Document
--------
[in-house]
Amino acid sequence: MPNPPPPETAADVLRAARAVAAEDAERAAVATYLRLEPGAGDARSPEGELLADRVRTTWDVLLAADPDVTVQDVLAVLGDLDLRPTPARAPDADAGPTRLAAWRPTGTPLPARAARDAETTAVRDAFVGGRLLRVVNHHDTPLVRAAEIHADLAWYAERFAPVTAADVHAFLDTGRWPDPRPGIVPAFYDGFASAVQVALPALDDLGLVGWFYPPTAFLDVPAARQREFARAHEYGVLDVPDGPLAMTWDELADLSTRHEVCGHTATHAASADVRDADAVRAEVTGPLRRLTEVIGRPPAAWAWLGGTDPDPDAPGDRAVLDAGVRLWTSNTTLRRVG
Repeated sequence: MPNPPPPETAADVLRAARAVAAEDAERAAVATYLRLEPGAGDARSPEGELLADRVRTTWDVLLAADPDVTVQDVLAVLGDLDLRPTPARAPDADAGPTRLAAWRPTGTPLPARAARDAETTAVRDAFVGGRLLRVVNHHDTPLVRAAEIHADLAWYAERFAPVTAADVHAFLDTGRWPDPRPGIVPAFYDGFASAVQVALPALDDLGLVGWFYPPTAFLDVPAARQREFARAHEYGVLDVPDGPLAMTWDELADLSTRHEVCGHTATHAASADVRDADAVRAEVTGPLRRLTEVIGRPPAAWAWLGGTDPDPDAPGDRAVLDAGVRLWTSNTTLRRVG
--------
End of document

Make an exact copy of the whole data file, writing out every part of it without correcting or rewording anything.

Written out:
[in-house]
Amino acid sequence: MPNPPPPETAADVLRAARAVAAEDAERAAVATYLRLEPGAGDARSPEGELLADRVRTTWDVLLAADPDVTVQDVLAVLGDLDLRPTPARAPDADAGPTRLAAWRPTGTPLPARAARDAETTAVRDAFVGGRLLRVVNHHDTPLVRAAEIHADLAWYAERFAPVTAADVHAFLDTGRWPDPRPGIVPAFYDGFASAVQVALPALDDLGLVGWFYPPTAFLDVPAARQREFARAHEYGVLDVPDGPLAMTWDELADLSTRHEVCGHTATHAASADVRDADAVRAEVTGPLRRLTEVIGRPPAAWAWLGGTDPDPDAPGDRAVLDAGVRLWTSNTTLRRVG
Repeated sequence: MPNPPPPETAADVLRAARAVAAEDAERAAVATYLRLEPGAGDARSPEGELLADRVRTTWDVLLAADPDVTVQDVLAVLGDLDLRPTPARAPDADAGPTRLAAWRPTGTPLPARAARDAETTAVRDAFVGGRLLRVVNHHDTPLVRAAEIHADLAWYAERFAPVTAADVHAFLDTGRWPDPRPGIVPAFYDGFASAVQVALPALDDLGLVGWFYPPTAFLDVPAARQREFARAHEYGVLDVPDGPLAMTWDELADLSTRHEVCGHTATHAASADVRDADAVRAEVTGPLRRLTEVIGRPPAAWAWLGGTDPDPDAPGDRAVLDAGVRLWTSNTTLRRVG